May Day Keeps Militarized Police in the News; ACLU Looking Into Cops and Homeland Security
Reports from May 1 protests around the US, particularly in Seattle, may look disturbingly familiar to anyone worried about police militarization.
To be fair, this outlet suggests Seattle saw a contingent of aggressive marchers and rioters who were determined to provoke a response from law enforcement. Some protesters allegedly threw bottles and chunks of concrete at police who responded with pepper spray, and potentially-lethal flashbang grenades. Eight officers were injured, and 17 protesters arrested. Maybe some of those 17 deserved it.
But at least since Occupy led to middle class white kids being pepper sprayed, Tasered, and cuffed on Smartphone camera, the militarization of police has become worthy of general debate — and it must be debated. This week it was Mayday, the week before it was the heavy-handed manhunt for the Tsarnaev brothers that provoked argument over the rightness of domestic policing turning jackbooted. Less common knowledge, and harder to suss out than police brutality footage on Youtube, though, is the close ties that the Department of Homeland Security has to law enforcement militarization. This is to the tune of billions of dollars in DHS loans for tanks, surveillance, and other tech that have helped turn Officer Friendly into the riot-ready or even war-ready soldiers you see at every protest, and sometimes at your doorstep.
In March, the American Civil Liberties Union launched an investigation into this phenomenon. They’re calling the project “Towns Don’t Need Tanks.” So far they have “[f]iled over 260 public records requests with law enforcement agencies and National Guard offices to determine the extent to which federal funding and support has fueled the militarization of state and local police departments.”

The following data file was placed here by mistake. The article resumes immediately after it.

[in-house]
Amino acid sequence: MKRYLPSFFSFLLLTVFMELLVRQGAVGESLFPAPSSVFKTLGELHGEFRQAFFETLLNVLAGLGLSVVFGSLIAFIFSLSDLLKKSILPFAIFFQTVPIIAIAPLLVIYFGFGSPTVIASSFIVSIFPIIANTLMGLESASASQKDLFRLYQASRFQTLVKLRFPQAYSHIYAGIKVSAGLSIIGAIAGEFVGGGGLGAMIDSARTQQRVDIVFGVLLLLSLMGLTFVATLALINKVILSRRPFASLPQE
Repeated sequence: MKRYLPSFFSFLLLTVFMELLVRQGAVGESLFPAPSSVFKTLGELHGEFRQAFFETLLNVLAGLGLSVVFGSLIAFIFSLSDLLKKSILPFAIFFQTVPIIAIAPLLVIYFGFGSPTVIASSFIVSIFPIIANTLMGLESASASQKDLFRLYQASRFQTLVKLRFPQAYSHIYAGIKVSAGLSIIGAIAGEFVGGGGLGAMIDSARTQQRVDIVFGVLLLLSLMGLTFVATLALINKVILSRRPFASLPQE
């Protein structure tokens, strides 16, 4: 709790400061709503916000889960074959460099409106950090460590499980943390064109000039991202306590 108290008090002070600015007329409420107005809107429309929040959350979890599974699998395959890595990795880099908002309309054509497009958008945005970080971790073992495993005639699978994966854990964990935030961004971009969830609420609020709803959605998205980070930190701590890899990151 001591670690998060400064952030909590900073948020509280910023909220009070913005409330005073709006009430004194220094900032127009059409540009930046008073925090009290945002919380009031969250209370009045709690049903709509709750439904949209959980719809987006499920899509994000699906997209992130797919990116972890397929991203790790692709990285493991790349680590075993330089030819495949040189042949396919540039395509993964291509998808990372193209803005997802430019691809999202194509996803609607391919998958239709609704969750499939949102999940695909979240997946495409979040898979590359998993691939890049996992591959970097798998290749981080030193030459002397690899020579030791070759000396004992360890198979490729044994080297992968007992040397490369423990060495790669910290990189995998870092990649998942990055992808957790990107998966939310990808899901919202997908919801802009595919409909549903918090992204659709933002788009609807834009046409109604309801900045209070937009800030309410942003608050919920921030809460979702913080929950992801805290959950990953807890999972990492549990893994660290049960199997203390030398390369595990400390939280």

It didn’t start with DHS, or fears of terrorism, however. Police have looked like soldiers — or even worked with them — since the days of Reagan. Several 1980s amendments to the post-Reconstruction 1878 Posse Commitatus Act — designed to restrict the armed forces from turning into a domestic police force, ironically enough — explicitly allow use of drug-fighting military tech by cops. Officers you see today are descended from hysteria and paranoia over narcotics, but they’ve got lots of different jobs to do now.
The Seattle protest perhaps wasn’t the poster child for outrageous police aggression against meek activists. However, it brings all the same questions about the status quo police reaction to nearly every threat. Alright, cops get to use pepper spray and flashbang grenades when they’re getting hit by bottles. But we have to ask where and when law enforcement who look like soldiers won’t be allowed such methods. SWAT and riot tactics are now the appropriate response to nonviolent protest and standing around at your own college, drug use, gambling, graffiti, and cockfighting. So why blink when anarchists in black blocs bring about police violence, too?